Weird, Vanished, and Forgotten Jobs from 1892 Ypsilanti
Could we time-travel to 1892 Ypsilanti and stroll around town, we’d notice differences in the streetscape and in the fashions. But the single largest difference would be in the sphere of work.
For example, almost no one commuted out of the city limits to their job each day. The majority of men and women with a job walked a few blocks or just across town to reach their place of employment. Many went home for lunch.
Another major work-related difference was the number of manufactories in town. These included four boot and shoe makers, three bakeries, a book bindery, a box factory, a stone carver, and a foundry.
Also included were makers of gasoline furnaces, painted portraits, cabinets, furniture, harnesses, copperware, carriages, clothing, wagons, cigars, candies, dresses, saddles, tinware, carpets, dress stays, handles, guns, hats, and beer.
Yet another thing we’d notice on an 1892 walk around town would be the number and nature of full-time jobs that have vanished.
Starting our walk at River and Forest Avenue, one can see the large malt-house next to the ornate red brick home of Frederick Swaine, maltster. In the malt-house, Frederick soaked grains in water, preparing them for conversion into alcohol. Today the malt-house is gone, but the Swaine home remains, rescued from demolition some decades ago.
Walking west on Forest and crossing the river, the little brick structure housing the city’s electric company comes into view (today the office of Ypsilanti’s Department of Public Works.). The building has a row of windows along either side. Peeking in, one can see an enormous metal frame supporting a huge circular structure. This is the dynamo that creates the city’s limited electricity supply. And peering at a control panel is a man in work clothes. It’s Charles Hyzer, the dynamo tender.
Born in New York, Charles moved to Ypsi with his parents sometime before the late 1880s. He lived alone at 24 East Michigan Avenue but moved in with his family by 1900. Single at 43 that year, he shared a home with his 69-year-old father Joseph, a teamster, and 66-year-old mother Martha on Olive Street.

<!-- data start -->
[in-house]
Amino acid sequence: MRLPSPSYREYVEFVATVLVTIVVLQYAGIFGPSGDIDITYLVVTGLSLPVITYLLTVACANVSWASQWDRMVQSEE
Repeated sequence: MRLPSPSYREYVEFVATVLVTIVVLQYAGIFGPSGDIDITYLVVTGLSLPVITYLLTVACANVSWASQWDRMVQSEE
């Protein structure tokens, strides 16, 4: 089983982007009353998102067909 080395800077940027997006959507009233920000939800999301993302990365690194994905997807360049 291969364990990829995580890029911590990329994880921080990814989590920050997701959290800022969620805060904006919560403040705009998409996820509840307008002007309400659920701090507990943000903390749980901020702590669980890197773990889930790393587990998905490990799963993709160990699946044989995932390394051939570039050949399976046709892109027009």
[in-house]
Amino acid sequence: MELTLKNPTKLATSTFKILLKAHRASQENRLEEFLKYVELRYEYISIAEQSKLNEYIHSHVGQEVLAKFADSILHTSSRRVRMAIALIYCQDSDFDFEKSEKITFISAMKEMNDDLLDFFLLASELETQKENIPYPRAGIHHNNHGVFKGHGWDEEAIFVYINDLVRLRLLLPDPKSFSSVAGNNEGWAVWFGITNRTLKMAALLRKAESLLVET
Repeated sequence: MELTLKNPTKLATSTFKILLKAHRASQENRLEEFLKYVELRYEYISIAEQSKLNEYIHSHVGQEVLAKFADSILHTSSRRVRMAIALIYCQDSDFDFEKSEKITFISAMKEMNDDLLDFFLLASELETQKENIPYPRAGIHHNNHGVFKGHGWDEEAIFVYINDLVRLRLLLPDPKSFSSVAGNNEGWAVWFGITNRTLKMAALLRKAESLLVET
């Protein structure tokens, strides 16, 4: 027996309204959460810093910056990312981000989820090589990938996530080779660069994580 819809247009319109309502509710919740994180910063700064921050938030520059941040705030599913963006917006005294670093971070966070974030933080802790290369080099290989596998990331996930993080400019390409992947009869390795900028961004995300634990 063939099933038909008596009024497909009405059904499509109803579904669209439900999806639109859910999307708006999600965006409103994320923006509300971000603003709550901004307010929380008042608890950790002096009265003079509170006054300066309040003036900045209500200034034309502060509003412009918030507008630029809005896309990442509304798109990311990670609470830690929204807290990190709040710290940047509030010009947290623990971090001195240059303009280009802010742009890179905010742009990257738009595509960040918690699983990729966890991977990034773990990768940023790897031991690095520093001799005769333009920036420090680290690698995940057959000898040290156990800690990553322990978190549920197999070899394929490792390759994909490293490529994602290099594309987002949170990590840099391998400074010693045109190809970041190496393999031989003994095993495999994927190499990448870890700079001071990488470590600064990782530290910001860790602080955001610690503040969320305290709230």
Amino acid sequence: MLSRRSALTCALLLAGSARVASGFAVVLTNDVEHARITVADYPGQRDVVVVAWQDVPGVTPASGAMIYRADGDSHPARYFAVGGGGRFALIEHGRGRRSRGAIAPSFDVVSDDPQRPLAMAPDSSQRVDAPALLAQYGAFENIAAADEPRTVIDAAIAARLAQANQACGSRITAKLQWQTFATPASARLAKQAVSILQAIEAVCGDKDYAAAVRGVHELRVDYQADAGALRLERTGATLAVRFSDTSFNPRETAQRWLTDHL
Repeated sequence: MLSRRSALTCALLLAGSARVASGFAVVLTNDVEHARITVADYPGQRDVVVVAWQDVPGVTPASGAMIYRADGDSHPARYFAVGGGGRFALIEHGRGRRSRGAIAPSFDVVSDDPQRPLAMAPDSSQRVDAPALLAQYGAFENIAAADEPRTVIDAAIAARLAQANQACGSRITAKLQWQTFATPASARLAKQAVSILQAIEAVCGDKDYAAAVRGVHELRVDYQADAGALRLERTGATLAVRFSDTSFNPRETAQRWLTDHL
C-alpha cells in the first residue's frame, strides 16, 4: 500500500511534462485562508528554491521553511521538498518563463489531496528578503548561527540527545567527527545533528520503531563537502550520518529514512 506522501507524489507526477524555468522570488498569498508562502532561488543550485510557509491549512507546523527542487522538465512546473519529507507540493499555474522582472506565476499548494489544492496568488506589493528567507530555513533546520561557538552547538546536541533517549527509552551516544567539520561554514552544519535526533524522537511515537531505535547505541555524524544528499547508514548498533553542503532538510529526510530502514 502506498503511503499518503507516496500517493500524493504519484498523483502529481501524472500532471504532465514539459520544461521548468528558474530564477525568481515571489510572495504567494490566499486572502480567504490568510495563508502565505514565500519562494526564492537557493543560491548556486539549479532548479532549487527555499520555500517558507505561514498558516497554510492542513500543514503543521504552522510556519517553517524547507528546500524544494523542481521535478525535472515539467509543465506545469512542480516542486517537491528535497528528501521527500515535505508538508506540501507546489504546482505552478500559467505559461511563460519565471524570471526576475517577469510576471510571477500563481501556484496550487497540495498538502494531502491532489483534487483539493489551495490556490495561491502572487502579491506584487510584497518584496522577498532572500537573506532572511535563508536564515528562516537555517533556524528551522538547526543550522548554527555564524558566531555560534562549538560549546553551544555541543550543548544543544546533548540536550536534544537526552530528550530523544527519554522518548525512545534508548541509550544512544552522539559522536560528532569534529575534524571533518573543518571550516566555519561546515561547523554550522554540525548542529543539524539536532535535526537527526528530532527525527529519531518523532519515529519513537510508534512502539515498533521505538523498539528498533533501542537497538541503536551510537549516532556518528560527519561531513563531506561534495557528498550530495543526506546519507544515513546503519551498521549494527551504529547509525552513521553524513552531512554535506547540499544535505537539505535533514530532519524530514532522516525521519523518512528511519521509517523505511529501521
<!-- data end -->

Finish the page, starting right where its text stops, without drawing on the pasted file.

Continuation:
Charles walked the short distance from Olive to the dynamo-house each day. Sometimes the neighborhood kids would come by to visit him and press their pocket knives on the dynamo to make them magnetic.
Leaving the dynamo-house and heading to Huron, the giant knitting mill and underwear factory on the left is impossible to miss. Just southwest of the Forest Avenue bridge, the mill employs dozens of women, most of them in charge of one large floor-mounted knitting machine.
Heading south on Huron, one passes Cross Street, where lives the city’s only female mail carrier, Miss Nannie Sewell at 215 East Cross. Continuing on, Pearl Street comes into view. At 517 Pearl is the home of 63-year-old city watchman Henry Boutell. A former farmer and a Civil War veteran who was wounded in battle, Boutell was promoted to brevet captain before mustering out in 1865. He lives with his son Henry from his first marriage, his second wife Catherine, his father-in-law Horace, and a servant, Rickie Frick.
In his patrols around the downtown area, Henry regularly passes the Dress Stay Manufacturing Company at 101-105 Huron just north of Pearl. The company made thin steel rods ranging from a few inches to a yard long, tucked into fabric sleeves and sold to be sewn into dresses to give them shape.
Hattie Allen was one of the 1892 workers at the factory, walking to it each morning from her home at 230 Grove Road. She lived on Grove with her parents Hiram and Elizabeth, her sister Jessie and Jessie’s husband Adam, and the couple’s daughter Lyleth. After the dress stay factory closed shortly after the turn of the century, Hattie remained in the family home. Her parents and brother-in-law died. By 1920, only Hattie, 50 and unemployed, lived there with Jessie and Lyleth. One of Hattie’s near neighbors was DeWitt Matthews at 159 South Grove, a successful apiarist and gardener who sold honey, fruit, and beekeeping supplies.
While passing the dress stay factory and heading towards Michigan Avenue, a man walks by with large papers rolled under his arm and carrying a bucket containing a brush. His clothes look old and worn. It’s Charles Bowerman, local bill poster. His job was to glue up posters and notices around town.
Charles’ pay was meager, and he shared a home with his father David, stepmother Kaziah, and David’s adopted daughter Etta. David worked odd jobs, Kaziah took in washing, and at age 15 Etta cut tags at the Scharf Tag, Label, and Box Company. The family scrimped to get by.
Turning east on Michigan, a clanging sound grows louder. It’s from John Lang’s blacksmith shop at 25 East Michigan Avenue. Just around the corner is his home at 9 River, not far from his neighbor Alexander Fee, a worker at the short-lived Ypsilanti Condiment Company in Depot Town.
Born in Germany in 1847, Lang emigrated in 1853, married fellow emigrant Jane, and had 4 children. At his shop, John worked iron and made horseshoes, and nailed them on his customers’ horses.
But he seems busy at the moment—though he won’t be for much longer—so we’ll leave him for now, after this short glimpse at the vanished jobs of 1892.
Laura Bien is the author of “Tales from the Ypsilanti Archives.” Have an idea for a story? Contact her at email@example.com.